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Payday lenders need to lower their high fees

Clean up credit - percentage moto

We think that some payday lenders could be breaking the law by charging excessive fees when a customer misses their loan repayment. We’re challenging lenders to justify them or lower their charges.

It goes without saying that it’s not a good idea to take out a payday loan that you can’t afford to pay back. However, sometimes things can happen – such as losing your job or an unexpected expense – and even someone with the best intentions can end up not being able to repay a loan on time.

We’ve looked at the fees that payday lenders would charge someone if they failed to repay the loan in full on the due date and found that they vary from £12 to £30, with Wonga and The Money Shop topping the charts with £30 and £29 fees. Remember these default charges are levied on top of the interest that will continue to build up on the loan – so it’s easy to see how these loans can spiral out of control.

Exploiting borrowers with excessive fees

At Which?, we think it’s wrong for lenders to profit from people in financial difficulty – instead they should be helping them to get their finances back on track. Of course payday lenders need to make a profit, but the interest rates they charge are high enough for them to make a healthy return without needing to further exploit people struggling to repay the loan.

The Unfair Terms in Consumer Contracts Regulations (1999) state that penalty fees are unlawful if they are excessive. We think – and the Office of Fair Trading agrees with us – that fees should not be higher than is necessary to recover the administrative costs associated with defaulting, including sending out a letter to notify the borrower of his default and attempting to encourage the customer to rectify the situation.

Given that a number of payday lenders only charge £12 for default, we don’t see why others need to charge much higher fees of up to £30. We’re calling on lenders to show us that they are acting within the law, and that their fees are no higher than the administrative costs associated with defaulting. If they can’t do that, they need to lower their fees right away. We need your help to keep up the pressure on payday lenders – you can help by signing our petition here.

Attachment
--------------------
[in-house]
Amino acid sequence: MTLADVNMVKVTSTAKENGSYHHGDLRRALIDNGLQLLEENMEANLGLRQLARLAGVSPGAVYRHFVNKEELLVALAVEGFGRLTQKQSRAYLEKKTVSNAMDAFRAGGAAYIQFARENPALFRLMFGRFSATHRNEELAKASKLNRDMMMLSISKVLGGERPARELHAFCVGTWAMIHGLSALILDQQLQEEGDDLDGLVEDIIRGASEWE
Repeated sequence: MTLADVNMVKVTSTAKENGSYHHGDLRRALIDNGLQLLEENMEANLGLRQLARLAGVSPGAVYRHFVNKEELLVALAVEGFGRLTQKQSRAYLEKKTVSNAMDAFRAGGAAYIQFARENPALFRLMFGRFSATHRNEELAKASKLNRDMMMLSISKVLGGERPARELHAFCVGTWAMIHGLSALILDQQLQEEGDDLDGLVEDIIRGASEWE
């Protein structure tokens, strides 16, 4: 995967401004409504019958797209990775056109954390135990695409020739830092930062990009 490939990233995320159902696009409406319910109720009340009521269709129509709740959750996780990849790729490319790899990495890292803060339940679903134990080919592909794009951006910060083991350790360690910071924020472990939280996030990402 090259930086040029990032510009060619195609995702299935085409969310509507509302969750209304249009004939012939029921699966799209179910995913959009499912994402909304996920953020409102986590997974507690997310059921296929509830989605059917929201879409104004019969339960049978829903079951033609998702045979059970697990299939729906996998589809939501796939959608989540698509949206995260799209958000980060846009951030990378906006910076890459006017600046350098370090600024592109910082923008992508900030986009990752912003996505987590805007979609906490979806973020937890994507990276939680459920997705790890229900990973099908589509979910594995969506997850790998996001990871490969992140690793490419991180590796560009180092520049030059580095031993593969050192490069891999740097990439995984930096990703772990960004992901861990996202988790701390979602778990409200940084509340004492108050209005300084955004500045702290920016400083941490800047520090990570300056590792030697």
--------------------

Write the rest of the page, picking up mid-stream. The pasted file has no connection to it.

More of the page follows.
Have you ever been charged a fee for a late payment? Has the high fee caused your finances to get out of control?


I doubt you can expect payday lenders to “help them get their finances back on track”. They are loan sharks in sheeps clothing, largely American and out to make as much monay as they can by exploiting the vulnerable. Last night’s programme with “Dave the Bank” suggested many countries will not allow these companies to behave the way they do here – why do we tolerate them? We need organisations that will help people in financial difficulties budget their income properly and advise them how to overcome temporary financial difficulties – or publicise existing organisations that could help, like CAB – and ethical lenders who would take on the extra risk these people pose but at sensible interest rates.
Why suggest tinkerin with the Payday loan companies’ terms when a radical change is needed?

Malcolm, Dead right.
Payday lenders (essentially loan sharks) do not need modifying they need eradicating.
These parasites prey on the desperate and stupid and although you could argue the victims have only themselves to blame remember it’s the rest of us taxpayers who end up paying out to salvage the mess. It’s the taxpayer who pays when the bottom falls out of the victims world in the form of benefits etc etc. So getting rid of parasitic payday lenders will directly or indirectly do everyone a favour.